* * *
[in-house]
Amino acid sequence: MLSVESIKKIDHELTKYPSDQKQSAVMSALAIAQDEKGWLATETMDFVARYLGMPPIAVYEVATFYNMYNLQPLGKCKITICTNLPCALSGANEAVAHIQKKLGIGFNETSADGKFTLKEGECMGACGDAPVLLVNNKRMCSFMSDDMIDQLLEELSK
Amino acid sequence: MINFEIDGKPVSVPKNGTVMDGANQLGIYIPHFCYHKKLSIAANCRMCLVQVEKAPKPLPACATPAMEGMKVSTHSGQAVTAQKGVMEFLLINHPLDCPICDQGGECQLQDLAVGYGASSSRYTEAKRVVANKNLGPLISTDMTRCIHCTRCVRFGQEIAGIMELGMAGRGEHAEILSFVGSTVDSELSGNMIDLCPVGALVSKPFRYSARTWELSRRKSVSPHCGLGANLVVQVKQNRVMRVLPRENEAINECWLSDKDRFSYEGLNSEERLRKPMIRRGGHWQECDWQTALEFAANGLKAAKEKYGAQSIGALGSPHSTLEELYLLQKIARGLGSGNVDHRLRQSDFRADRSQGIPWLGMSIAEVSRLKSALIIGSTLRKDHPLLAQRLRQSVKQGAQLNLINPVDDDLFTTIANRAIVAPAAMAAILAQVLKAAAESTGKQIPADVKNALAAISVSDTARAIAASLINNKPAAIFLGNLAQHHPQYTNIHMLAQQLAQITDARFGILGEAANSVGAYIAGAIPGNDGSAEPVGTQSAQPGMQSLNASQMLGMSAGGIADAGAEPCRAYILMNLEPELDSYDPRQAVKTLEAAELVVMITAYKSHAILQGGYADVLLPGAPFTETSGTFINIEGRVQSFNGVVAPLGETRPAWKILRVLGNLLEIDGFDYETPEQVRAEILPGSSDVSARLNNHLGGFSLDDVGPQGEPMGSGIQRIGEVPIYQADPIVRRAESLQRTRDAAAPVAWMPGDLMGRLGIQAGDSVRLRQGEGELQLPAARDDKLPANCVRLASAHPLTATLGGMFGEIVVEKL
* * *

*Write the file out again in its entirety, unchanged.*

[in-house]
Amino acid sequence: MLSVESIKKIDHELTKYPSDQKQSAVMSALAIAQDEKGWLATETMDFVARYLGMPPIAVYEVATFYNMYNLQPLGKCKITICTNLPCALSGANEAVAHIQKKLGIGFNETSADGKFTLKEGECMGACGDAPVLLVNNKRMCSFMSDDMIDQLLEELSK
Amino acid sequence: MINFEIDGKPVSVPKNGTVMDGANQLGIYIPHFCYHKKLSIAANCRMCLVQVEKAPKPLPACATPAMEGMKVSTHSGQAVTAQKGVMEFLLINHPLDCPICDQGGECQLQDLAVGYGASSSRYTEAKRVVANKNLGPLISTDMTRCIHCTRCVRFGQEIAGIMELGMAGRGEHAEILSFVGSTVDSELSGNMIDLCPVGALVSKPFRYSARTWELSRRKSVSPHCGLGANLVVQVKQNRVMRVLPRENEAINECWLSDKDRFSYEGLNSEERLRKPMIRRGGHWQECDWQTALEFAANGLKAAKEKYGAQSIGALGSPHSTLEELYLLQKIARGLGSGNVDHRLRQSDFRADRSQGIPWLGMSIAEVSRLKSALIIGSTLRKDHPLLAQRLRQSVKQGAQLNLINPVDDDLFTTIANRAIVAPAAMAAILAQVLKAAAESTGKQIPADVKNALAAISVSDTARAIAASLINNKPAAIFLGNLAQHHPQYTNIHMLAQQLAQITDARFGILGEAANSVGAYIAGAIPGNDGSAEPVGTQSAQPGMQSLNASQMLGMSAGGIADAGAEPCRAYILMNLEPELDSYDPRQAVKTLEAAELVVMITAYKSHAILQGGYADVLLPGAPFTETSGTFINIEGRVQSFNGVVAPLGETRPAWKILRVLGNLLEIDGFDYETPEQVRAEILPGSSDVSARLNNHLGGFSLDDVGPQGEPMGSGIQRIGEVPIYQADPIVRRAESLQRTRDAAAPVAWMPGDLMGRLGIQAGDSVRLRQGEGELQLPAARDDKLPANCVRLASAHPLTATLGGMFGEIVVEKL